to test DR. They were going down the path of doing that the old-fashioned way by backing updatabases, restoring databases, and taking weeks to do that, days and weeks.We said, "We think we have a better way with SRM and our replication technologies. We havethat data here. Why dont you let us clone that data and stand it up for you?" Literally, within 10seconds, they had a replica of their data.So we were enabling them to do their DR testing with SRM, on demand, when they wanted to dothat, as well as giving them the beneﬁt of doing the faster cloning and data refreshes. That wasjust a day-to-day, operational activity that they had no idea we could do for them.It goes back to working with business and letting them know what you can do. From a day-to-day, practical perspective that was one of our biggest wins. Its going to speciﬁc business unitsand application owners and saying, "We think we have a better way. What do you think aboutthis?" Once they got their hands on it, just looking at their faces was really a good moment forus.Gardner: Sure, and of course, as an online retailer, having that dependability that DR provideshas to be something that lets you sleep a little better at night.Frye: Just a little bit.Gardner: Lets talk a little bit about where you go now. Another thing that I often hear in themarket is that the beneﬁts of virtualization are ongoing. Its a journey that keeps providingmilestones. It doesnt really end.Do you have any plans around private cloud perhaps, getting more elasticity and ﬁt-for-purposebeneﬁts out of your implementations? Perhaps youre looking to bring other applications into thefold, or maybe you’ve got some other plans around delivering on business applications at lowercost.So where do you go next with your virtualization payoff?Private cloudLeeper: We consider ourselves having up a private cloud on-site. My team will probably startlaughing at me for using that term, but we do believe we have a very ﬂexible and dynamicenvironment to deploy, based on business request on premises, and were pretty proud of that. Itworks pretty well for us.Where we go next is all over the place. One of the things were pretty happy about is the fact thatwe can think about things a little differently now than probably a lot of our peers, because of howmigratory our workloads can be, given the virtualization.
We started looking into things like hybrid cloud approaches and the idea of maybe moving someof our workloads out of our premises, our own data facilities, to a cloud provider somewhereelse.For us, thats not necessarily the discussion around the classic public cloud strategies forscalability and some of those things. For us, its a temporary space at times, if we are, say,moving an ofﬁce, we want to be able to provide zero downtime, and we have physical equipmenton-premises.It would be nice to be able to shutdown their physical equipment, move their data, move theirworkloads up to a temporary spot for four or ﬁve weeks, and then bring it back at some point,and let users never see an outage while they are working from home or on the road.There are some interesting scenarios around signiﬁcant DR for us and locations where we donthave real-time DR set up. For instance, we were looking into some issues in Japan, when Japanunfortunately a year or so ago was dealing with the earthquake and the tsunami fallout in power.We were looking at how we can possibly move our data out of the country for a period of time,while the infrastructure was stabilizing, speciﬁcally power, and then maybe bring it back whenthings settle down again.Unfortunately we werent quite virtual on the edge yet there, but today we think thats somethingwe could do. Thinking about how and where we move data to be at the right place at the righttime is where we think the next big win for us.Then, we get into the application proﬁles that users are asking for and their ability to spin upenvironments very quickly to just test something. It lets us get out of having IT as being theroadblock to innovation. A lot of times the business or part of our innovation teams come up withsome idea on a concept, an application, or whatever it is. They dont have to wait for IT to fulﬁlltheir needs. The environments are right there for them.So I challenge the teams routinely to think a little bit differently about how weve done things inthe past, because our architecture is dramatically different than it was even two years ago.Gardner: Well, great. We have to leave it there. Weve been talking about how outerwear andsportswear maker, Columbia Sportswear has used virtualization technologies and models toimprove their business operations. We’ve also seen how better systems makes for betterapplications that can deliver better business results.So I’d like to thank our guests for joining this BrieﬁngsDirect podcast. We have been here withMichael Leeper. He is the Senior Manager of IT Engineering at Columbia Sportswear inPortland, Oregon. Thank you so much, Michael.Leeper: Thank you.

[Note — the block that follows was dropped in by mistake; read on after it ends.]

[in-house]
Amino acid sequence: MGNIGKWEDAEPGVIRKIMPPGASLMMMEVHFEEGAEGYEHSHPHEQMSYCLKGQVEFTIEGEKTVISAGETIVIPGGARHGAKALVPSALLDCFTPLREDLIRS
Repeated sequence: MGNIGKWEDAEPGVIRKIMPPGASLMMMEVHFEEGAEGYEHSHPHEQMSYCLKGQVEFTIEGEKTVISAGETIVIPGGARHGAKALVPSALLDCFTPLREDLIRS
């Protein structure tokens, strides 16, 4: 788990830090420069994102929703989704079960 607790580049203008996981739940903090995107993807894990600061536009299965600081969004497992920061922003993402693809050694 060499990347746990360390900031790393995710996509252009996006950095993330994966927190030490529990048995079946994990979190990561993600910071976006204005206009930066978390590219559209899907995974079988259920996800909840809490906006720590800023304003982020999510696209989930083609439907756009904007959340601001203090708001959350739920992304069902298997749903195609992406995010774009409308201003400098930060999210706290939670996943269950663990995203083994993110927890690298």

Gardner: And we have been joined by Suzan Frye, Manager of Systems Engineering, also thereat Columbia Sportswear. Thanks to you, Suzan.Frye: Thanks, Dana.Gardner: This is Dana Gardner, Principal Analyst at Interarbor Solutions. Thanks to you allaudience for listening, and come back next time.Listen to the podcast. Find it on iTunes/iPod. Sponsor: VMwareTranscript of a sponsored BrieﬁngsDirect podcast on how Columbia Sportswear has harnessedvirtualization to provide a host of beneﬁts for business units. Copyright Interarbor Solutions,LLC, 2005-2012. All rights reserved.You may also be interested in: • Case Study: Strategic Approach to Disaster Recovery and Data Lifecycle Management Pays Off for Australias SAI Global • Case Study: Strategic Approach to Disaster Recovery and Data Lifecycle Management Pays Off for Australias SAI Global • Virtualization Simpliﬁes Disaster Recovery for Insurance Broker Myron Steves While Delivering Efﬁciency and Agility Gains Too • SAP Runs VMware to Provision Virtual Machines to Support Complex Training Courses • Case Study: How SEGA Europe Uses VMware to Standardize Cloud Environment for Globally Distributed Game Development • Germanys Largest Travel Agency Starts a Virtual Journey to Get Branch Ofﬁce IT Under Control